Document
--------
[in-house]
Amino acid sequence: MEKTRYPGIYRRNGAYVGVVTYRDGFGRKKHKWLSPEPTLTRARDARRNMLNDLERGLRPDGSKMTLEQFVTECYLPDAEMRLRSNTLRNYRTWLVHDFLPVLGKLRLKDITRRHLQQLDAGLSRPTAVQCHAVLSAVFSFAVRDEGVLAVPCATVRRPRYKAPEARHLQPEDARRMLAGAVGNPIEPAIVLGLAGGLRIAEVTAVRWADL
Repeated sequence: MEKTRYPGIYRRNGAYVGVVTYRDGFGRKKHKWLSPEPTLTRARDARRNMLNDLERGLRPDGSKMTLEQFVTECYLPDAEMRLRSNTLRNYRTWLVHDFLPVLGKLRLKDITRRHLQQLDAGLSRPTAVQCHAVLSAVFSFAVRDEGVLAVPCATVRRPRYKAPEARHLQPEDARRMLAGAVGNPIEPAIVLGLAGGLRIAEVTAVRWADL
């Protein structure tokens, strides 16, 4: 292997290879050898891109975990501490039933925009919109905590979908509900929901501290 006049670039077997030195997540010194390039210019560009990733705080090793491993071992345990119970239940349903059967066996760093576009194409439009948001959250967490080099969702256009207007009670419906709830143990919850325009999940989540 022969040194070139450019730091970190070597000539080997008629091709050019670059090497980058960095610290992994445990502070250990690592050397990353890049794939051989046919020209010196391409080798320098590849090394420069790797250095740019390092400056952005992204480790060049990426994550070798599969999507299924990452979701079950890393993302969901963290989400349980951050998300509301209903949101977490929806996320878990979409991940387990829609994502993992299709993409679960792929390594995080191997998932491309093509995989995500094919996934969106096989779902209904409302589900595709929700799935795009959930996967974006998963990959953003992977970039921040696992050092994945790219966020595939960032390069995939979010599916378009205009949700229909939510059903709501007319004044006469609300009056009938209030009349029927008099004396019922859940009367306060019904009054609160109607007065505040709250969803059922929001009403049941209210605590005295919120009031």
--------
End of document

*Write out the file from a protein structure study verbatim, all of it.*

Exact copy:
[in-house]
Amino acid sequence: MEKTRYPGIYRRNGAYVGVVTYRDGFGRKKHKWLSPEPTLTRARDARRNMLNDLERGLRPDGSKMTLEQFVTECYLPDAEMRLRSNTLRNYRTWLVHDFLPVLGKLRLKDITRRHLQQLDAGLSRPTAVQCHAVLSAVFSFAVRDEGVLAVPCATVRRPRYKAPEARHLQPEDARRMLAGAVGNPIEPAIVLGLAGGLRIAEVTAVRWADL
Repeated sequence: MEKTRYPGIYRRNGAYVGVVTYRDGFGRKKHKWLSPEPTLTRARDARRNMLNDLERGLRPDGSKMTLEQFVTECYLPDAEMRLRSNTLRNYRTWLVHDFLPVLGKLRLKDITRRHLQQLDAGLSRPTAVQCHAVLSAVFSFAVRDEGVLAVPCATVRRPRYKAPEARHLQPEDARRMLAGAVGNPIEPAIVLGLAGGLRIAEVTAVRWADL
């Protein structure tokens, strides 16, 4: 292997290879050898891109975990501490039933925009919109905590979908509900929901501290 006049670039077997030195997540010194390039210019560009990733705080090793491993071992345990119970239940349903059967066996760093576009194409439009948001959250967490080099969702256009207007009670419906709830143990919850325009999940989540 022969040194070139450019730091970190070597000539080997008629091709050019670059090497980058960095610290992994445990502070250990690592050397990353890049794939051989046919020209010196391409080798320098590849090394420069790797250095740019390092400056952005992204480790060049990426994550070798599969999507299924990452979701079950890393993302969901963290989400349980951050998300509301209903949101977490929806996320878990979409991940387990829609994502993992299709993409679960792929390594995080191997998932491309093509995989995500094919996934969106096989779902209904409302589900595709929700799935795009959930996967974006998963990959953003992977970039921040696992050092994945790219966020595939960032390069995939979010599916378009205009949700229909939510059903709501007319004044006469609300009056009938209030009349029927008099004396019922859940009367306060019904009054609160109607007065505040709250969803059922929001009403049941209210605590005295919120009031």